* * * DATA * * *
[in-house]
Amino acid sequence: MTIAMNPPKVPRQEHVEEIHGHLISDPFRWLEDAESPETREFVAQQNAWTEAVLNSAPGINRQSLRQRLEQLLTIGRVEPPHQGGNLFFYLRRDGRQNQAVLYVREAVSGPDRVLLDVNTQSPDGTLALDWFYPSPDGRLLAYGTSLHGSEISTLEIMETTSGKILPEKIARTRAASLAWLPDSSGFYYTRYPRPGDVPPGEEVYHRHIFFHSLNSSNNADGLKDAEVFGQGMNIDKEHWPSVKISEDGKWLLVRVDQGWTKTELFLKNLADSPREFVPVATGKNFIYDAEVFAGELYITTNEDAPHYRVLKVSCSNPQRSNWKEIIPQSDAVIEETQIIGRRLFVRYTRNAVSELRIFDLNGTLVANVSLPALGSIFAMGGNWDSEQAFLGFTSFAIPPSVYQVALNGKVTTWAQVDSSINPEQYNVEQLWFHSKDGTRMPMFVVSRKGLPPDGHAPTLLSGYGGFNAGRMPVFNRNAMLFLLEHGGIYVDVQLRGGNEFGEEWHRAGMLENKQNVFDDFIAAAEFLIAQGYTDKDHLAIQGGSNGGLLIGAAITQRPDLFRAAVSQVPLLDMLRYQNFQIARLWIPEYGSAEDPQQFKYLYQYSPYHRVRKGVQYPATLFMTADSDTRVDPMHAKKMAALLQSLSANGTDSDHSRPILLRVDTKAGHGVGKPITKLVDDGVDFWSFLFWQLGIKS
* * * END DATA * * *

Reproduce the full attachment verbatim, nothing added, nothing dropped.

[in-house]
Amino acid sequence: MTIAMNPPKVPRQEHVEEIHGHLISDPFRWLEDAESPETREFVAQQNAWTEAVLNSAPGINRQSLRQRLEQLLTIGRVEPPHQGGNLFFYLRRDGRQNQAVLYVREAVSGPDRVLLDVNTQSPDGTLALDWFYPSPDGRLLAYGTSLHGSEISTLEIMETTSGKILPEKIARTRAASLAWLPDSSGFYYTRYPRPGDVPPGEEVYHRHIFFHSLNSSNNADGLKDAEVFGQGMNIDKEHWPSVKISEDGKWLLVRVDQGWTKTELFLKNLADSPREFVPVATGKNFIYDAEVFAGELYITTNEDAPHYRVLKVSCSNPQRSNWKEIIPQSDAVIEETQIIGRRLFVRYTRNAVSELRIFDLNGTLVANVSLPALGSIFAMGGNWDSEQAFLGFTSFAIPPSVYQVALNGKVTTWAQVDSSINPEQYNVEQLWFHSKDGTRMPMFVVSRKGLPPDGHAPTLLSGYGGFNAGRMPVFNRNAMLFLLEHGGIYVDVQLRGGNEFGEEWHRAGMLENKQNVFDDFIAAAEFLIAQGYTDKDHLAIQGGSNGGLLIGAAITQRPDLFRAAVSQVPLLDMLRYQNFQIARLWIPEYGSAEDPQQFKYLYQYSPYHRVRKGVQYPATLFMTADSDTRVDPMHAKKMAALLQSLSANGTDSDHSRPILLRVDTKAGHGVGKPITKLVDDGVDFWSFLFWQLGIKS